A clean, efficient, and smoothly running PC only makes your life that much easier as a user: Your data is organized and accessible; your operating system is free of errors and other third-party problems; your system, well, works – and it works nearly as well as it did the first day you installed the OS.
In short, apps that help protect your system from yourself, from the outside world, and from its persistent push toward chaos are critical parts of the PC user experience, period. As it just so happens, we’ve come up with a list of the 21 best programs that can help prevent (or mitigate) PC performance problems before they make your life miserable.
One of the Blackberry’s number one selling features has just turned into a major negative, at least if the trend overseas continues. The hallmark of RIM’s success has always been its push notification and messaging services that are unmatched in the wireless industry, unfortunately, RIM also put itself in a position where it was handling all of the messaging traffic going across the network. This allowed them to offer unmatched end to end encryption, but has also now become a tempting target for governments wishing to snoop on the private data of its citizens, and RIM is co-operating.
According to notes obtained by the Wall Street Journal, negotiations between Research in Motion and India on July 26 set the framework for unfettered access to all messaging services, including those offered by third parties such as Gmail. RIM issued a statement on Thursday in an attempt to reassure its customers that it was negotiating with foreign governments "in the spirit of supporting legal and national security requirements, while also preserving the lawful needs of citizens and corporations." It is unclear if RIM is still willing to relocate servers to government run facilities upon request, but it seems they are willing to do whatever it takes to avoid getting shut down.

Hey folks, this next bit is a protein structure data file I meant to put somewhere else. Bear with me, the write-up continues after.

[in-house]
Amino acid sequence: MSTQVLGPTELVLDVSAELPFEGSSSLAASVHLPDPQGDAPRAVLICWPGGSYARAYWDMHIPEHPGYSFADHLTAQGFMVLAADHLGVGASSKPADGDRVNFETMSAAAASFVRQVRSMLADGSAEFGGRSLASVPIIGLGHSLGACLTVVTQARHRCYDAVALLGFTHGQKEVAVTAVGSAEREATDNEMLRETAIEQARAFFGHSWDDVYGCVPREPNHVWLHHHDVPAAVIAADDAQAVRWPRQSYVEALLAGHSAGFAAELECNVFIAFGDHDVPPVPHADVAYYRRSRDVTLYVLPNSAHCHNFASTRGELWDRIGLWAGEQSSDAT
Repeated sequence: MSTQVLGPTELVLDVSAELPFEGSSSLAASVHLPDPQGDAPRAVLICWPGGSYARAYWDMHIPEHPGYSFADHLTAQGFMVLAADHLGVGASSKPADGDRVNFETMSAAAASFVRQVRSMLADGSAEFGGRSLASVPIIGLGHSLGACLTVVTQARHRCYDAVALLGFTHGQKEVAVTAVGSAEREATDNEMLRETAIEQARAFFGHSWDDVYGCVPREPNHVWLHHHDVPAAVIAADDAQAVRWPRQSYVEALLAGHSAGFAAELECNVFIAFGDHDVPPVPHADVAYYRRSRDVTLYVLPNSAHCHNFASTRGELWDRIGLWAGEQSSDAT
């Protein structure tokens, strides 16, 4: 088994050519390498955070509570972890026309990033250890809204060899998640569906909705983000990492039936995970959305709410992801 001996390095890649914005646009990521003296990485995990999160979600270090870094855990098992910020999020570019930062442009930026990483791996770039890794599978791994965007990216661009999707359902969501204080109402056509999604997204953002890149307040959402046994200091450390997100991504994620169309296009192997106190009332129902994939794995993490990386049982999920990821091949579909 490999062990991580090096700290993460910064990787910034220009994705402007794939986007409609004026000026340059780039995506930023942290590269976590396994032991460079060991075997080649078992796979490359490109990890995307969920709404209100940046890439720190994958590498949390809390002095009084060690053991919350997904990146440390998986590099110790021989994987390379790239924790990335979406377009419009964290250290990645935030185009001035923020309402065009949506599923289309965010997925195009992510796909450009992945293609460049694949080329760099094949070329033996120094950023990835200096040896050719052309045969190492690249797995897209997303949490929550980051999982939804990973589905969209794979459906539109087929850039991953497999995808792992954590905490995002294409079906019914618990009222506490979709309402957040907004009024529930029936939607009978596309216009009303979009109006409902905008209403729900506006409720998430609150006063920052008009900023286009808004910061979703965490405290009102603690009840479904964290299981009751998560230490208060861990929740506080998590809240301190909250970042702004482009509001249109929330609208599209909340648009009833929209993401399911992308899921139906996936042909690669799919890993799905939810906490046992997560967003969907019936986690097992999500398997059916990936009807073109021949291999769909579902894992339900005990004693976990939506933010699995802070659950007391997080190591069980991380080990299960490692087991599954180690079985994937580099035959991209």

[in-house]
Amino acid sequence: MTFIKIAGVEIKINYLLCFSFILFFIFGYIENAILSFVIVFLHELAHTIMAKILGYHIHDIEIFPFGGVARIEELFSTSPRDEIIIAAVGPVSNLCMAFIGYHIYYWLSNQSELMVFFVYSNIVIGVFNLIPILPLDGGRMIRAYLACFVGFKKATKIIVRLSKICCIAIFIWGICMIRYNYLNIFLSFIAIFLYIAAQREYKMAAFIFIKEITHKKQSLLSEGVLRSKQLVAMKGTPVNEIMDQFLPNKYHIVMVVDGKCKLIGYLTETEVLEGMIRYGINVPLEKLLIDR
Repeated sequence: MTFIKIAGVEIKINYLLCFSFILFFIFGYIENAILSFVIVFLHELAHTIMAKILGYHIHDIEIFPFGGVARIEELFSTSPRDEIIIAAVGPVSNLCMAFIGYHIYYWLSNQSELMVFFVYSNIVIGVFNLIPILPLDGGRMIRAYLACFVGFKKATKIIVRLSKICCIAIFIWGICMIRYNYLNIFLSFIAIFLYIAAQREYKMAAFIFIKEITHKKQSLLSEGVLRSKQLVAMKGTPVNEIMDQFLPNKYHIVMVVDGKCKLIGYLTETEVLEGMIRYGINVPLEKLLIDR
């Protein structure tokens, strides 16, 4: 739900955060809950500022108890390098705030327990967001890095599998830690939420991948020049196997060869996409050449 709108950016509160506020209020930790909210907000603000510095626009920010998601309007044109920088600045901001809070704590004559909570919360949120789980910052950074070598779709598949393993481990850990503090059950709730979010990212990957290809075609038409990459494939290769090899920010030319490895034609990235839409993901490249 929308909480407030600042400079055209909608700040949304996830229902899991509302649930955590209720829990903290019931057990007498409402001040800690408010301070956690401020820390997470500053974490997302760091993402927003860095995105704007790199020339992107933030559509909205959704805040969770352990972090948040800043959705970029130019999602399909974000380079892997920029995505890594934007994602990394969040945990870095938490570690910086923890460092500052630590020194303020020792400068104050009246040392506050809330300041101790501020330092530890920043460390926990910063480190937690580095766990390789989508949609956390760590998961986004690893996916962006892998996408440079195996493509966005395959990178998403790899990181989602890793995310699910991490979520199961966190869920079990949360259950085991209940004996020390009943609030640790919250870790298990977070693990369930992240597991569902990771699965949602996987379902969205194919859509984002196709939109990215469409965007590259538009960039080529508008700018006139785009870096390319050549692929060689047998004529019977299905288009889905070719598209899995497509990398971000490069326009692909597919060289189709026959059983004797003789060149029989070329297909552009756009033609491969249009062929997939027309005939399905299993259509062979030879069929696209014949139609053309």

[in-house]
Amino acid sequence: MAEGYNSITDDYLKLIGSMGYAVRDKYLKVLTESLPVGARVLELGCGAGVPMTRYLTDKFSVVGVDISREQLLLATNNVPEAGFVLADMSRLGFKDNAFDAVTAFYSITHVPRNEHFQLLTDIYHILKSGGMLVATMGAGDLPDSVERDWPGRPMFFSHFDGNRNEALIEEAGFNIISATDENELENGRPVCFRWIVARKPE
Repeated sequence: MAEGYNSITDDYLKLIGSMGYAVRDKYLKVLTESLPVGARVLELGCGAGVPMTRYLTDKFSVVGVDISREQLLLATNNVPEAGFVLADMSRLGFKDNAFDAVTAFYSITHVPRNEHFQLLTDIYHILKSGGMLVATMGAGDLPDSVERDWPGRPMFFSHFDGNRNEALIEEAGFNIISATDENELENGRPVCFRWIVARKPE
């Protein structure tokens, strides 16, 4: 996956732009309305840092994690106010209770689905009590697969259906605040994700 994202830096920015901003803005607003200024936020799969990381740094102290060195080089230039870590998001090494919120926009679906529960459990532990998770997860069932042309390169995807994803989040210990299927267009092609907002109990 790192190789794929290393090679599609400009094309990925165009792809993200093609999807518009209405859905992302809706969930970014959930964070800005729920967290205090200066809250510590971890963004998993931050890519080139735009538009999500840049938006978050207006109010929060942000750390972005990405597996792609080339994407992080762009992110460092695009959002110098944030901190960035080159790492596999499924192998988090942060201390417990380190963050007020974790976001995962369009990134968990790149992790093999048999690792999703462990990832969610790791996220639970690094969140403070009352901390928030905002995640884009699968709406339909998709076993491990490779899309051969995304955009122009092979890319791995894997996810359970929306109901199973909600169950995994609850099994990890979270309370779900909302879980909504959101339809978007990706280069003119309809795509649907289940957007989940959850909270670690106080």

Either way it appears as though governments will soon have the right to eavesdrop on secure communications sent over a Blackberry, let’s just hope it doesn’t open the floodgates.
In a personal computer, heat is poison. It hurts performance, causes instability, and makes parts degrade faster. There are ways to reduce the heat in your system, but how do you know when you've got a problem with too much heat?
You could wait until your hardware dies, but that's expensive. You could stick your hand inside the case, but that's imprecise. Or, you could use a dedicated software or hardware heat monitor. Now we're talking, but which one's the best? In this article, we'll explain the pros and cons of 6 heat-monitoring solutions; 2 programs and 4 hardware monitors.
Read on to find out how to tell if your computer's getting too hot.
Trendnet’s wireless TV-IP422W IP camera boasts some terrific features, including motorized tilt and pan, but is that enough to knock Logitech’s Wi-Life system off our Kick Ass list? Read our full hands-on review--and check out the software's user interface--after the jump.